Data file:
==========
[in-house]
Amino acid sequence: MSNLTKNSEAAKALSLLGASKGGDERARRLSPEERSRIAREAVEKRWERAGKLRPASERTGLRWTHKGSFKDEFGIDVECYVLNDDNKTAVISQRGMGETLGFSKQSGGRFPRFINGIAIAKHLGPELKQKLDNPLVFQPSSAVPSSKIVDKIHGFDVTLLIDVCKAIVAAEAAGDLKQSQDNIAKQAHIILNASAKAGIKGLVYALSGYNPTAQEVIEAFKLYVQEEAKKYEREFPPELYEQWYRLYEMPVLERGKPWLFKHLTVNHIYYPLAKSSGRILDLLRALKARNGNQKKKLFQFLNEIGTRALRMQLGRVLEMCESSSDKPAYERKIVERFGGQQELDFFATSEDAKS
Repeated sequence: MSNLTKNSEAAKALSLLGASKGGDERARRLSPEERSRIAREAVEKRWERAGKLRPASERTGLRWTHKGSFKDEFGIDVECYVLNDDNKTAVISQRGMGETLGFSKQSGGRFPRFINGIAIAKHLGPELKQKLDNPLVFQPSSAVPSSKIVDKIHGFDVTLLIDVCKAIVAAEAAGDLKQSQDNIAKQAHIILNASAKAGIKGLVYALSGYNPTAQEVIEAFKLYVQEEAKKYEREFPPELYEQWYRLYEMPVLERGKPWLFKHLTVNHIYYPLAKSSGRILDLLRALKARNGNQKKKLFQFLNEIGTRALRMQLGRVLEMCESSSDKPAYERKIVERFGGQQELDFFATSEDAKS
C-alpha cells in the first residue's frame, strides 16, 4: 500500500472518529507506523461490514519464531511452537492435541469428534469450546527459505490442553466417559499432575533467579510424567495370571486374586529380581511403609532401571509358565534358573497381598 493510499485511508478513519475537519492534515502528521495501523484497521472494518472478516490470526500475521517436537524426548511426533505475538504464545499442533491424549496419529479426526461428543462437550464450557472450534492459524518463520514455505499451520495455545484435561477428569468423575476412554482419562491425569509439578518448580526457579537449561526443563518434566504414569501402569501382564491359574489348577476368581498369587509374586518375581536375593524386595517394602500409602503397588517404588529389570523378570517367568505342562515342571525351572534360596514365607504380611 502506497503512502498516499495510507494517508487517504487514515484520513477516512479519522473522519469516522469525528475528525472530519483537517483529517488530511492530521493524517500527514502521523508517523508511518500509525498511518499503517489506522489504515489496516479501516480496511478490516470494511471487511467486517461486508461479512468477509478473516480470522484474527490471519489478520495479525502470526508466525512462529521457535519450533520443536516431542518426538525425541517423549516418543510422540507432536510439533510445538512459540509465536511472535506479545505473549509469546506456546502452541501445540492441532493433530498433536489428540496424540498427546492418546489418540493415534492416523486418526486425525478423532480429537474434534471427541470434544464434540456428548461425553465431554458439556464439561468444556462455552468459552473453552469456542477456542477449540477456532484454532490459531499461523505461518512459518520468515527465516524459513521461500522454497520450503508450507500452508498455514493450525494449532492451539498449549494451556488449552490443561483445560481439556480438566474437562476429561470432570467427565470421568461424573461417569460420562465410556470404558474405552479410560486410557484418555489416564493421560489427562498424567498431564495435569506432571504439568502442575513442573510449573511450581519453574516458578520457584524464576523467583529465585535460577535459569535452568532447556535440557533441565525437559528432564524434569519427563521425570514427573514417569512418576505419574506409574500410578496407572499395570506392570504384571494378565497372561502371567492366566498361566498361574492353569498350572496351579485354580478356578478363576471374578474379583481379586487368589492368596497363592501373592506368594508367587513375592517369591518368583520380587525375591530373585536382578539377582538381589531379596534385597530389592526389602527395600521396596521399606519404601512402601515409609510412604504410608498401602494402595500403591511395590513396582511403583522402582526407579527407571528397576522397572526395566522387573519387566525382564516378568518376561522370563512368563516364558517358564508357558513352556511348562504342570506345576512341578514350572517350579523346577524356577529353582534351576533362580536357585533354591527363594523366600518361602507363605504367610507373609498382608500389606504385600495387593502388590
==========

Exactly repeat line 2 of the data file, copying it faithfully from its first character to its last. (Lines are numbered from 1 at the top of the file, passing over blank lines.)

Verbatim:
Amino acid sequence: MSNLTKNSEAAKALSLLGASKGGDERARRLSPEERSRIAREAVEKRWERAGKLRPASERTGLRWTHKGSFKDEFGIDVECYVLNDDNKTAVISQRGMGETLGFSKQSGGRFPRFINGIAIAKHLGPELKQKLDNPLVFQPSSAVPSSKIVDKIHGFDVTLLIDVCKAIVAAEAAGDLKQSQDNIAKQAHIILNASAKAGIKGLVYALSGYNPTAQEVIEAFKLYVQEEAKKYEREFPPELYEQWYRLYEMPVLERGKPWLFKHLTVNHIYYPLAKSSGRILDLLRALKARNGNQKKKLFQFLNEIGTRALRMQLGRVLEMCESSSDKPAYERKIVERFGGQQELDFFATSEDAKS